• Encyclopedia Dramatica uses potholes much the same way.
  • The Dawn Chapel often uses hovertext for both the comic itself and the accompanying 'stinger' process sketch.
  • Ozy and Millie used mouseover text on the cast page, featuring quotes from the characters.
  • Abstruse Goose has mouseover Alt Text and an alternate title hidden in full text of the image location (found by viewing the image info).
  • On the news site Japanator, Ben Huber's Yotsuba comics have alt text.
  • 2P Start!, although the alt-text only begins mid-way through.
  • Alfdis And Gunnora has Alt Text on every page, usually a commentary on the page or characters, occasionally additional dialogue.
  • The Order of the Stick doesn't have actual Alt Text, but the comic titles often serve the function of the additional punchline, only making sense to the reader after the page in question has been read. The archive binger may be somewhat confounded, however, by the fact that the comic title doesn't display from the comic page itself, though the newest page title is always visible on the sidebar.
  • Chainsawsuit is another unusual case. A secondary punchline or remark can often by found by checking the list of search tags under Kris's rants. To name a few:
    thems ain't worth a trip downtown
    she's acting all mad but she probably likes him i bet
    the letter y is different in english
    ho boy wot guacs
    this is the only comic with the tag samsung galaxy tab
  • Edmund Finneys Quest To Find The Meaning Of Life has a little paintbrush icon under each comic, which displays the alt text in a little widget if you hover your mouse over it. Apparently the alt text is stuff Edmund writes down in his notebook.
  • Gunnerkrigg Court doesn't technically have alt text, but the witty little comments below each comic serve the same purpose, and are just as easy to miss the first time you read it...especially because they don't start showing up until around chapter 5.
  • L's Empire has some where the alt text for multiple pages need to be read in order to get the joke.
  • For a non-webcomic example, some YouTube users like to put an extra joke into their videos' tags, like raocow.
  • Tea House starts using this early in chapter 3.
  • New School Kids has this, though usually only tangibly related to the plot.
  • Happle Tea uses it on occasion.
  • Thornsaddle has alt text for most of its strips, especially the earlier one.
  • The Cutting Room Floor, a wiki covering removed content in video games, often adds a silly joke to the images. Since it's a freely-editable wiki, the humor value varies.
  • The Ask Dr. Eldritch comics includes the added punchline variety.
  • The Fox Sister: Sporadically contains funny remarks about the respective page
  • MS Paint Masterpieces: Well, sorta. There was never text to begin with (he used filler for that), but then Dave set up Disguntled Ferret's comic with a text function starting on #958 (it is only viewable if the comics are displayed one at a time).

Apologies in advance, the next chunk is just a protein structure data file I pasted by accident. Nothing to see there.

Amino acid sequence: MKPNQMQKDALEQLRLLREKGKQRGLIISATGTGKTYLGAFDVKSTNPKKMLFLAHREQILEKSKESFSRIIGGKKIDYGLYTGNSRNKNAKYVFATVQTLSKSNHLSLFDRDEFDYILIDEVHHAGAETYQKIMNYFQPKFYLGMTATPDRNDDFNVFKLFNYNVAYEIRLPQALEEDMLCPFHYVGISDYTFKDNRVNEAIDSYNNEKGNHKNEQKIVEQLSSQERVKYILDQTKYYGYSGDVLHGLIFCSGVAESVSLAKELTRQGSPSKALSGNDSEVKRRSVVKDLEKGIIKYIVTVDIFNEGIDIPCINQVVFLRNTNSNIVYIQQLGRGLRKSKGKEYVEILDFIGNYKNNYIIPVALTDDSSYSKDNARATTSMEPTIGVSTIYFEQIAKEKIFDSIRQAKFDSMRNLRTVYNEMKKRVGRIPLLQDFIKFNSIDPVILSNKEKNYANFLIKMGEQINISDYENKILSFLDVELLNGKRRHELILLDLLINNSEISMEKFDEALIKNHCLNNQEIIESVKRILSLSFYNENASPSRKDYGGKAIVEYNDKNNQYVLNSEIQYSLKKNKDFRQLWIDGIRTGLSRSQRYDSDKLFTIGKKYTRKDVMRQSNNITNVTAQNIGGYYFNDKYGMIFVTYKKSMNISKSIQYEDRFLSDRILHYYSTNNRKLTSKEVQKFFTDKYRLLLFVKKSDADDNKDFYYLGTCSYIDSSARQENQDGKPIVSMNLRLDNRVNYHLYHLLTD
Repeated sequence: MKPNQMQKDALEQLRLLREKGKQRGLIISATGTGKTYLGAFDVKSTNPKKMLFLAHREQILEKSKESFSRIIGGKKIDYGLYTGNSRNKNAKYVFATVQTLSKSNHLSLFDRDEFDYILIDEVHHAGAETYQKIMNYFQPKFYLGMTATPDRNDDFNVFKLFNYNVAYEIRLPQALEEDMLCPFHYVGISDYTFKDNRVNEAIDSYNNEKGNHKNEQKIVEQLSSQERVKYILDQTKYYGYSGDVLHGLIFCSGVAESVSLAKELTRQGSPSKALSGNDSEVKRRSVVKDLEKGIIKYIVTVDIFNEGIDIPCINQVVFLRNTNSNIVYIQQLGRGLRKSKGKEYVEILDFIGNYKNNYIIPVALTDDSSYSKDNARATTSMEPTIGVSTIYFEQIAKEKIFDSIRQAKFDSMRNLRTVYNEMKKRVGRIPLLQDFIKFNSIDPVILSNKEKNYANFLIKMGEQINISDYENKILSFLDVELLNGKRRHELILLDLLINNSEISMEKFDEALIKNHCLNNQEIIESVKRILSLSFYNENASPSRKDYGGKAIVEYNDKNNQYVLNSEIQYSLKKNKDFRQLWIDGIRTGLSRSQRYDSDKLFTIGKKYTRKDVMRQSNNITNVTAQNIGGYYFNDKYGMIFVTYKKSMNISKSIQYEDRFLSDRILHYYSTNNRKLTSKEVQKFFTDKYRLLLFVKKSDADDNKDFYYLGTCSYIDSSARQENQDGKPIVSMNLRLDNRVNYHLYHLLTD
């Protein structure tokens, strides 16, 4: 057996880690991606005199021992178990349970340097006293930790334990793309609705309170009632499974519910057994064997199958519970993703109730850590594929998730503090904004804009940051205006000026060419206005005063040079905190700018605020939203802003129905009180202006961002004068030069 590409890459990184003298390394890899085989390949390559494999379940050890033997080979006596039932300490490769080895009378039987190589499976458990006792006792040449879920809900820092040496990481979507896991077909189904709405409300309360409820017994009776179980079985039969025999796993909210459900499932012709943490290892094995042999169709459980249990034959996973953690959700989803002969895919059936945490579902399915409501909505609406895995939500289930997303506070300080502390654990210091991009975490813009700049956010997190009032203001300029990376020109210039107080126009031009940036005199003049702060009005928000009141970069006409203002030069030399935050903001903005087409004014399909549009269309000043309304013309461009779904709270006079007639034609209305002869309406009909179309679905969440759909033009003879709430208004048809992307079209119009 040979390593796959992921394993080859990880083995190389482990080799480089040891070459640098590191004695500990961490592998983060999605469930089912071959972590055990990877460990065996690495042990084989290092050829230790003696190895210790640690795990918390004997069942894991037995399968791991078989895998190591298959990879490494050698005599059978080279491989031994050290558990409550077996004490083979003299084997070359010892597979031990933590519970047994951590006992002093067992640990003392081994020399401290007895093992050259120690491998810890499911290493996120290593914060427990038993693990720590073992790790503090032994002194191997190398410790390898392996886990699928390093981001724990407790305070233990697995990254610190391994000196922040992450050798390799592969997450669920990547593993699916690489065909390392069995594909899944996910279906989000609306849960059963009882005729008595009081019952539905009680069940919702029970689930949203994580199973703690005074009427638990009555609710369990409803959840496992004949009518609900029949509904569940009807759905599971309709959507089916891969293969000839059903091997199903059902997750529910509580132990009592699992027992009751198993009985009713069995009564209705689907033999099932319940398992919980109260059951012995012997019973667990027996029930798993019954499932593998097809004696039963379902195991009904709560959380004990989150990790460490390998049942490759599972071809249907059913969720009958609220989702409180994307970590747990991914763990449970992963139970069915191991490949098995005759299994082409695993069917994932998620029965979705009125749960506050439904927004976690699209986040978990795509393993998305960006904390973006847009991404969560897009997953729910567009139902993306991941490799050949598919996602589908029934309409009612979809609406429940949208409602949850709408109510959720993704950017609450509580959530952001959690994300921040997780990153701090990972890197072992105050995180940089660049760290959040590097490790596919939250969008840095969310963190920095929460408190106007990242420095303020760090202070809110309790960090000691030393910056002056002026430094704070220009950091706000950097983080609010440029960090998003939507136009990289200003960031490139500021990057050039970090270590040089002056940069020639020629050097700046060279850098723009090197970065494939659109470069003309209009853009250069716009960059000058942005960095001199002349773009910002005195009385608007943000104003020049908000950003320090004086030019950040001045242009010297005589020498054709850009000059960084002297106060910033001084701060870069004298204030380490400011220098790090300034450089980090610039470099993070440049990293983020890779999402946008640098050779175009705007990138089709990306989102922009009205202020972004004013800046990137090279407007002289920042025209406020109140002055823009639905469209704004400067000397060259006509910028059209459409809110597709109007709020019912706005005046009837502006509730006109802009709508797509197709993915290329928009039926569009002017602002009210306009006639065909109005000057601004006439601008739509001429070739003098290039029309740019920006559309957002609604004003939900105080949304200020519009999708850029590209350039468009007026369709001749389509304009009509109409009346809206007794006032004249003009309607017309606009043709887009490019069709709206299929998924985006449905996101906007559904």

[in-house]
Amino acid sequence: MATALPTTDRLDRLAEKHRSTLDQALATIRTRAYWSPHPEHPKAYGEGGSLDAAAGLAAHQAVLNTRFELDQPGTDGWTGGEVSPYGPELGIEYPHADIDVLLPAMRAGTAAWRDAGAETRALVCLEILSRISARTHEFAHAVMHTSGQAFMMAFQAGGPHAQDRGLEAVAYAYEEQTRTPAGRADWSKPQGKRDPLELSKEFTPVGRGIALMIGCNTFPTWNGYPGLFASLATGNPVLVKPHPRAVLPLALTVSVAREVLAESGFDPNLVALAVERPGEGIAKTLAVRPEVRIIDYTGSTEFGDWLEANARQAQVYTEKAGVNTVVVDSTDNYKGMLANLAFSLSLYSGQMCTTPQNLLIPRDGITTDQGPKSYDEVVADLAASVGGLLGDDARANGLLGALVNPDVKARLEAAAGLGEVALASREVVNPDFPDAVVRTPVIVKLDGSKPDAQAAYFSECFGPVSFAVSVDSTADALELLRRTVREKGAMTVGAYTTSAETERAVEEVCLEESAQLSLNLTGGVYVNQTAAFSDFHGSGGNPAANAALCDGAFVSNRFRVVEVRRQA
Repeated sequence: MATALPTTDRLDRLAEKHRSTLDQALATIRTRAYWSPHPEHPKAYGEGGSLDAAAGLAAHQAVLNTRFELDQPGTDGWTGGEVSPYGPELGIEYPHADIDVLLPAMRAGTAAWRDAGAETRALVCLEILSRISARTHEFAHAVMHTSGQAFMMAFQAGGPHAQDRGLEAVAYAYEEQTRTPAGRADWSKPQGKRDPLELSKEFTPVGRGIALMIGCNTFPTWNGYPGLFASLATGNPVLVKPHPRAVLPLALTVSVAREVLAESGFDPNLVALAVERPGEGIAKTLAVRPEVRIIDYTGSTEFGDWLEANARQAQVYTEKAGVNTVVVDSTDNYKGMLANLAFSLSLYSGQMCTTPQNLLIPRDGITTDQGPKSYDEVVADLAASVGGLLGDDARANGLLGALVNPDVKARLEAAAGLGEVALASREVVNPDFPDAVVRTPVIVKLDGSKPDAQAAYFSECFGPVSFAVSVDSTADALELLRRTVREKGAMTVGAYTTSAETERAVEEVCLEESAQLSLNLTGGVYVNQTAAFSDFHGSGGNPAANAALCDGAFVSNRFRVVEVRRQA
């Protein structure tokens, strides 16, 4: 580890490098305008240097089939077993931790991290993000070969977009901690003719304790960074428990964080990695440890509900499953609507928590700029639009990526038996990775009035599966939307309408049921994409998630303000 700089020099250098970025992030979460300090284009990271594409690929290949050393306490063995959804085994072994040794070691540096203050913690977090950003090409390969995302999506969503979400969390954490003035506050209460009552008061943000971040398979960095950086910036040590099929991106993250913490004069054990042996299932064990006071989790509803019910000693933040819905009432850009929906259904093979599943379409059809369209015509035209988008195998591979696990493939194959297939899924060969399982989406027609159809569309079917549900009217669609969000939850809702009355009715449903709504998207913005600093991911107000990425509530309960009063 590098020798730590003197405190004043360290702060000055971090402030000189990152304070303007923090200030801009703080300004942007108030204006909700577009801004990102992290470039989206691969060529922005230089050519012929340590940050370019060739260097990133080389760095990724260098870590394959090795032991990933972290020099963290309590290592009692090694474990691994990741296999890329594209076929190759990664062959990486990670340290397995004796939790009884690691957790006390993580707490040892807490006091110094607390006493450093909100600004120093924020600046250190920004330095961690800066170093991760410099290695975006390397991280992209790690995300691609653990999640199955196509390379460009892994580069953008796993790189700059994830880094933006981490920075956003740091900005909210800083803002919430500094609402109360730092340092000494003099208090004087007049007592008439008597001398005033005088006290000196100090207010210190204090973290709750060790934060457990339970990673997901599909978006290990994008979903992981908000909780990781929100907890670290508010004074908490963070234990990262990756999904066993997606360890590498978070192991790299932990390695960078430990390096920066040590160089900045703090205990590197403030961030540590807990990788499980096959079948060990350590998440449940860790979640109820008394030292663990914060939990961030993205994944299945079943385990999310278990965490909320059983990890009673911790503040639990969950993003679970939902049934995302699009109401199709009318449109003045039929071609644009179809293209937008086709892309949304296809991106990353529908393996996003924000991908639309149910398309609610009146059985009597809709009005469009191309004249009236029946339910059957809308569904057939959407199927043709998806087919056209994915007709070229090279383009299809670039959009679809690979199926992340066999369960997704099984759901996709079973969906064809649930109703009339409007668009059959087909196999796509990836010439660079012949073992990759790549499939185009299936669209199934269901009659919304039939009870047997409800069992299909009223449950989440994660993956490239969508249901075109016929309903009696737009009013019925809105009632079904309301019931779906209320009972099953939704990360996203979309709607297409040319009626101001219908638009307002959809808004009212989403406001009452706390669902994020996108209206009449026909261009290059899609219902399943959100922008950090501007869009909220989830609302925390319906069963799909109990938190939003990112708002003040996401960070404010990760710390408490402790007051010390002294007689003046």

• Equestrian themed webcomic The Idea of Order not only uses Alt Text, but also includes an additional punchline in the caption. For the inattentive that means three passes through the archive.
  • Precocious: Used mostly for Lampshade Hanging (especially in regard to lacking backgrounds, Spoof Aesops, and incredibly egregious puns).
  • A variation in Distorted Travesty, which uses Game Maker's ability to change the text in the title bar for each room to provide developer's commentary if the game's played in Windowed Mode.
  • Dumbing of Age started having it on February 14th, 2013. The first altext was, appropriately enough, "what i can add HOVERTEXT???"
    • Shortpacked! also started doing this. The text on both is often a secondary joke or meta explanations/warnings/information. The Roomies! redux only has the strip title as hovertext; any additional info is put in the news box for that strip.
  • The header images for abridged scripts at The Editing Room all contain a mean pun on the film's title, the better for you to mock them with.
  • Poppy O'Possum offers a second punchline or some commentary for each page.
  • Girls with Slingshots has them (since #1054), sometimes as a second punchline, other times as an author's note.
    • As of spring of 2014, there is an icon next to the comic navigation links which, when touched on a tablet, will display the alt-text, at long last making them accessible for readers using tablets or other mouseless formats.
  • Princess Chroma has used Alt Text from the beginning.
  • Biter Comics features hover text either adding to the joke or offering some commentary on the work.
  • Guilded Age uses Alt Text in every comic, even guest comics. Mostly it's another joke, though for the chapter beginnings it's instead "The one where [something related to the chapter contents]."